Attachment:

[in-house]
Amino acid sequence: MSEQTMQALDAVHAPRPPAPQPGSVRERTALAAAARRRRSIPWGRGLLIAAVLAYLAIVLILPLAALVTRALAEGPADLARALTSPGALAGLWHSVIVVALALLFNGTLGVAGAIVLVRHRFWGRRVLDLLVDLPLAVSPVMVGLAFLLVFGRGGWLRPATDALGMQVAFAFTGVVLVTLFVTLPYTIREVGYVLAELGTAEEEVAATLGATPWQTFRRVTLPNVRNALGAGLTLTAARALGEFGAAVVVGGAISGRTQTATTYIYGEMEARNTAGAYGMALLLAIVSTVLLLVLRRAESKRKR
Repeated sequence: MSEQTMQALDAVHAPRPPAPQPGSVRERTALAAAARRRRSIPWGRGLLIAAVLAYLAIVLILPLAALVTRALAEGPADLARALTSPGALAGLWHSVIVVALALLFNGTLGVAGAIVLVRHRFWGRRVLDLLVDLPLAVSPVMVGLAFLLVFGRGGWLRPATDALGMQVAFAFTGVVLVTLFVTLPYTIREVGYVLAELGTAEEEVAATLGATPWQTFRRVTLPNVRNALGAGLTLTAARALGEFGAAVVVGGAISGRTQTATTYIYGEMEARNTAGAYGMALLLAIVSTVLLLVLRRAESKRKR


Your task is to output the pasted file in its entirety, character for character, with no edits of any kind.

[in-house]
Amino acid sequence: MSEQTMQALDAVHAPRPPAPQPGSVRERTALAAAARRRRSIPWGRGLLIAAVLAYLAIVLILPLAALVTRALAEGPADLARALTSPGALAGLWHSVIVVALALLFNGTLGVAGAIVLVRHRFWGRRVLDLLVDLPLAVSPVMVGLAFLLVFGRGGWLRPATDALGMQVAFAFTGVVLVTLFVTLPYTIREVGYVLAELGTAEEEVAATLGATPWQTFRRVTLPNVRNALGAGLTLTAARALGEFGAAVVVGGAISGRTQTATTYIYGEMEARNTAGAYGMALLLAIVSTVLLLVLRRAESKRKR
Repeated sequence: MSEQTMQALDAVHAPRPPAPQPGSVRERTALAAAARRRRSIPWGRGLLIAAVLAYLAIVLILPLAALVTRALAEGPADLARALTSPGALAGLWHSVIVVALALLFNGTLGVAGAIVLVRHRFWGRRVLDLLVDLPLAVSPVMVGLAFLLVFGRGGWLRPATDALGMQVAFAFTGVVLVTLFVTLPYTIREVGYVLAELGTAEEEVAATLGATPWQTFRRVTLPNVRNALGAGLTLTAARALGEFGAAVVVGGAISGRTQTATTYIYGEMEARNTAGAYGMALLLAIVSTVLLLVLRRAESKRKR